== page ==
Secondary antibodies are antibodies that bind to primary antibodies or antibody fragments. They are typically labeled with probes that make them useful for detection, purification or cell sorting applications. Secondary antibodies may be polyclonal or monoclonal, and are available with specificity for whole Ig molecules or antibody fragments such as the Fc or Fab regions. Secondary antibodies are selected according to the source of the primary antibody, the class of the primary antibody (e.g., IgG or IgM), and the kind of label which is preferred. Identifying the optimal secondary antibody is normally done through trial and error method. Secondary antibodies are used in all types of immunoassays, most often in Western blot, immunohistochemistry, and immunocytochemistry, and occasionally in immunoprecipitation. Basic research, clinical analysis, and disease diagnosis also use secondary antibodies in ELISA and flow cytometry assays. They are also useful for cell sorting, fluorescence activated cell sorting, FACS.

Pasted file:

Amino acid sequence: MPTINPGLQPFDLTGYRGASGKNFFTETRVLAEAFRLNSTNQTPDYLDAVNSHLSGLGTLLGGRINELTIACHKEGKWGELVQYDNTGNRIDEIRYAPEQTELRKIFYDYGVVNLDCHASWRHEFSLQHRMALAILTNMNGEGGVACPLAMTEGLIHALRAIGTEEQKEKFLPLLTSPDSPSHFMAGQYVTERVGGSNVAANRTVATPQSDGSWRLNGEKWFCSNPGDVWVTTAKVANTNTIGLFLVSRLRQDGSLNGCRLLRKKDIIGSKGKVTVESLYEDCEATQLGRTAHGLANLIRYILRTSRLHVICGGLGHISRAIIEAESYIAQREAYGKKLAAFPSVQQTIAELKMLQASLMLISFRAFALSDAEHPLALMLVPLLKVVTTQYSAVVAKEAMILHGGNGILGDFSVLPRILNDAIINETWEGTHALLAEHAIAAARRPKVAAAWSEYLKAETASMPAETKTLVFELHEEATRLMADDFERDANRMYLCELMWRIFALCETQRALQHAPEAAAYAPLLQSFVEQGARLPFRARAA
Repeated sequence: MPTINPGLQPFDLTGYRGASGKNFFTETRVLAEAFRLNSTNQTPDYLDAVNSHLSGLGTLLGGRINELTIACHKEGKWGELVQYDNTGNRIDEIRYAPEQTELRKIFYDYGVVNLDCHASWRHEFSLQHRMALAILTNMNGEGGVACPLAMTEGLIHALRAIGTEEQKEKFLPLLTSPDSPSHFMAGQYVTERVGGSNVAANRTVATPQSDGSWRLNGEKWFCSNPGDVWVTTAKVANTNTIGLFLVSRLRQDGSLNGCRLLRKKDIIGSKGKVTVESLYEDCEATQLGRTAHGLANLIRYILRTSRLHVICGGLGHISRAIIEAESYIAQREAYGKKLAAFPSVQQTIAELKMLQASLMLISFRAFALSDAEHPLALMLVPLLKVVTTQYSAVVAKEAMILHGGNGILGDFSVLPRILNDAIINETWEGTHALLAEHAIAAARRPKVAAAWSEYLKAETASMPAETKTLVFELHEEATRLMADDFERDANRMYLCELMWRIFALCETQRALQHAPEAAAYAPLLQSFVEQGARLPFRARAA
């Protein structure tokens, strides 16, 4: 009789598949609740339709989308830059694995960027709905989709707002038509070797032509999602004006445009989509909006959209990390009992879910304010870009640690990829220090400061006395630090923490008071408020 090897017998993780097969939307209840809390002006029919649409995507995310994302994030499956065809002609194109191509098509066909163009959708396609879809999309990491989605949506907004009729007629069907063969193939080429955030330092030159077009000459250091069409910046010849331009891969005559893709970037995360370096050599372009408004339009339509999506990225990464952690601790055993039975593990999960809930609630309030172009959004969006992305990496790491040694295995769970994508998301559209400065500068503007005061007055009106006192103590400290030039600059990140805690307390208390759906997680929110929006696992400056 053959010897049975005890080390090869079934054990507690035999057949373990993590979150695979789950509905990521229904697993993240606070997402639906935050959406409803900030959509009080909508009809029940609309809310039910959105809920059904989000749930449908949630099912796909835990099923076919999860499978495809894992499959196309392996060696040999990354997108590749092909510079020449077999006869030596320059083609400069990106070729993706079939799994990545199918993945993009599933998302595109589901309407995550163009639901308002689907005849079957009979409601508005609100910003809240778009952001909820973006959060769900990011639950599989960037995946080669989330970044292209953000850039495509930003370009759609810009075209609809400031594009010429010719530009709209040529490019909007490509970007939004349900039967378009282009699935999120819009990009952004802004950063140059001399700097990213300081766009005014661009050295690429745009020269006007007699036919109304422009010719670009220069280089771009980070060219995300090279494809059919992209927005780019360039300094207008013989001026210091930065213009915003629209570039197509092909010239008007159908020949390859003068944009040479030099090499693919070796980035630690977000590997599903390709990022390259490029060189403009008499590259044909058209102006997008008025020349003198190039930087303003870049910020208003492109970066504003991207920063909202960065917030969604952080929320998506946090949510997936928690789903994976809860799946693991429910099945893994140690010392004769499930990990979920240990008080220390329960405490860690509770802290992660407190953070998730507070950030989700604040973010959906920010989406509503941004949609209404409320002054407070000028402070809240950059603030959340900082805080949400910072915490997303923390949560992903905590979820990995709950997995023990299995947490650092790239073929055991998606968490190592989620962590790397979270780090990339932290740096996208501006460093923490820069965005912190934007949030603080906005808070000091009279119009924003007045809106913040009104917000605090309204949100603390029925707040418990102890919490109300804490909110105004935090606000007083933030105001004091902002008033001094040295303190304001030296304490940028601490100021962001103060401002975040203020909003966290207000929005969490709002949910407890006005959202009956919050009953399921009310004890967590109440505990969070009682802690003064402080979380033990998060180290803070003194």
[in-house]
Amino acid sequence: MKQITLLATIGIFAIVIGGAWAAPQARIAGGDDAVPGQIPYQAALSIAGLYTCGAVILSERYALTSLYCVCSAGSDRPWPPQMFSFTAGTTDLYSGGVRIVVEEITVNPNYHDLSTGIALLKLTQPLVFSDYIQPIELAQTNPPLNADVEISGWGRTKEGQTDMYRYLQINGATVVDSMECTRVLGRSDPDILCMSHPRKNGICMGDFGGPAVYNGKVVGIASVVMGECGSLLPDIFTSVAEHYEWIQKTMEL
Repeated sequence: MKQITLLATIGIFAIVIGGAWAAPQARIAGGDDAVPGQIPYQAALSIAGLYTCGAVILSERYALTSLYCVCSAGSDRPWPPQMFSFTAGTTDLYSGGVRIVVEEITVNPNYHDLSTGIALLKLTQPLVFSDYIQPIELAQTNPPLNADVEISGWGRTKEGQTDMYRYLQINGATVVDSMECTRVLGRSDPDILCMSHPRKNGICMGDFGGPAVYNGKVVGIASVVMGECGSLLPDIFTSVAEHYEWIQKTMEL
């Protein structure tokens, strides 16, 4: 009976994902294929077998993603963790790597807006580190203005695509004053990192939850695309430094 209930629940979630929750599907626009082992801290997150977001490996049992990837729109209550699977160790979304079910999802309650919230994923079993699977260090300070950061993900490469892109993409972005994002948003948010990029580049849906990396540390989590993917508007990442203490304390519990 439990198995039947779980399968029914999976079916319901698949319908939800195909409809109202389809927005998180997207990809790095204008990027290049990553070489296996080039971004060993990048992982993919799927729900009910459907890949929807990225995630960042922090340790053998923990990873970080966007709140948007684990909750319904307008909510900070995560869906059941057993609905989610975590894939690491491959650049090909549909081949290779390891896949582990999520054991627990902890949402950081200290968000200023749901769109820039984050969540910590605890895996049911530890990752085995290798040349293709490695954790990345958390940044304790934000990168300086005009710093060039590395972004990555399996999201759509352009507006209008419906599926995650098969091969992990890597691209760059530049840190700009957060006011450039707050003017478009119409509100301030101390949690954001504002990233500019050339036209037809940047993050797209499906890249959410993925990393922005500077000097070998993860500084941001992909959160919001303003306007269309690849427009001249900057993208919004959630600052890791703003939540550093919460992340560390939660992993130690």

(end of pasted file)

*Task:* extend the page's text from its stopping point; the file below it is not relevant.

Secondary antibodies are available in a variety of formats and conjugate types. These many options provide for excellent performance in many kinds of antibody-based detection and assay techniques. When choosing a secondary antibody product, consideration must be given to species and immunoglobulin specificity, conjugate type, fragment and chain specificity, level of cross-reactivity, and host-species source and fragment composition.
The 20103 antibody was purified from antisera by immunoaffinity chromatography using antigens coupled to agarose beads. The antibody reacts with mouse IgG subclasses, 1, 2a, 2b and 3; but not with the Fab portion of mouse immunoglobins. No antibody was detected against mouse IgM or non-immunoglobulin serum proteins. Antibody/PE ratio: 1:1 Minimal cross-reaction to human, bovine, horse and rabbit serum proteins.